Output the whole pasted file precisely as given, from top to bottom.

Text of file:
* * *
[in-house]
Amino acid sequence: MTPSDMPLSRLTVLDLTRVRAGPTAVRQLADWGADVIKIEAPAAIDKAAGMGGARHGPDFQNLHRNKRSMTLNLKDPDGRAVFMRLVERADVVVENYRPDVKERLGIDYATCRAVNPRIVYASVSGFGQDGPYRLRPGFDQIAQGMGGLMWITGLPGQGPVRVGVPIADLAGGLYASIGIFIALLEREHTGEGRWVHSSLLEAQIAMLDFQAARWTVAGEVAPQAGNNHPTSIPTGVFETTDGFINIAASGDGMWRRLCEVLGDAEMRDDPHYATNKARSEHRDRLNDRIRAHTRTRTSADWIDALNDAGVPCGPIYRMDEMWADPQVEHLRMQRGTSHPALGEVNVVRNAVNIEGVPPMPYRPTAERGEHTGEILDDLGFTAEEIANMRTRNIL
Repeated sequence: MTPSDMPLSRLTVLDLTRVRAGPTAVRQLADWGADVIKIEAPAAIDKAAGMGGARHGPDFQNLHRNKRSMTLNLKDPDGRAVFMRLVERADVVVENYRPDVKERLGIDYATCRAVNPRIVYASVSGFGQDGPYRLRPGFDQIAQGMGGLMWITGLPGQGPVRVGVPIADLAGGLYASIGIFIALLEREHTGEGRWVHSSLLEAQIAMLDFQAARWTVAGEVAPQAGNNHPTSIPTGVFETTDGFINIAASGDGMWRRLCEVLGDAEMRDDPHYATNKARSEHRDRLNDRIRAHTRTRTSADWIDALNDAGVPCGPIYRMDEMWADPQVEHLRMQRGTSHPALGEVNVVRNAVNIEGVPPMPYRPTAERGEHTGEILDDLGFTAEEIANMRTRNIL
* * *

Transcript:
[in-house]
Amino acid sequence: MTPSDMPLSRLTVLDLTRVRAGPTAVRQLADWGADVIKIEAPAAIDKAAGMGGARHGPDFQNLHRNKRSMTLNLKDPDGRAVFMRLVERADVVVENYRPDVKERLGIDYATCRAVNPRIVYASVSGFGQDGPYRLRPGFDQIAQGMGGLMWITGLPGQGPVRVGVPIADLAGGLYASIGIFIALLEREHTGEGRWVHSSLLEAQIAMLDFQAARWTVAGEVAPQAGNNHPTSIPTGVFETTDGFINIAASGDGMWRRLCEVLGDAEMRDDPHYATNKARSEHRDRLNDRIRAHTRTRTSADWIDALNDAGVPCGPIYRMDEMWADPQVEHLRMQRGTSHPALGEVNVVRNAVNIEGVPPMPYRPTAERGEHTGEILDDLGFTAEEIANMRTRNIL
Repeated sequence: MTPSDMPLSRLTVLDLTRVRAGPTAVRQLADWGADVIKIEAPAAIDKAAGMGGARHGPDFQNLHRNKRSMTLNLKDPDGRAVFMRLVERADVVVENYRPDVKERLGIDYATCRAVNPRIVYASVSGFGQDGPYRLRPGFDQIAQGMGGLMWITGLPGQGPVRVGVPIADLAGGLYASIGIFIALLEREHTGEGRWVHSSLLEAQIAMLDFQAARWTVAGEVAPQAGNNHPTSIPTGVFETTDGFINIAASGDGMWRRLCEVLGDAEMRDDPHYATNKARSEHRDRLNDRIRAHTRTRTSADWIDALNDAGVPCGPIYRMDEMWADPQVEHLRMQRGTSHPALGEVNVVRNAVNIEGVPPMPYRPTAERGEHTGEILDDLGFTAEEIANMRTRNIL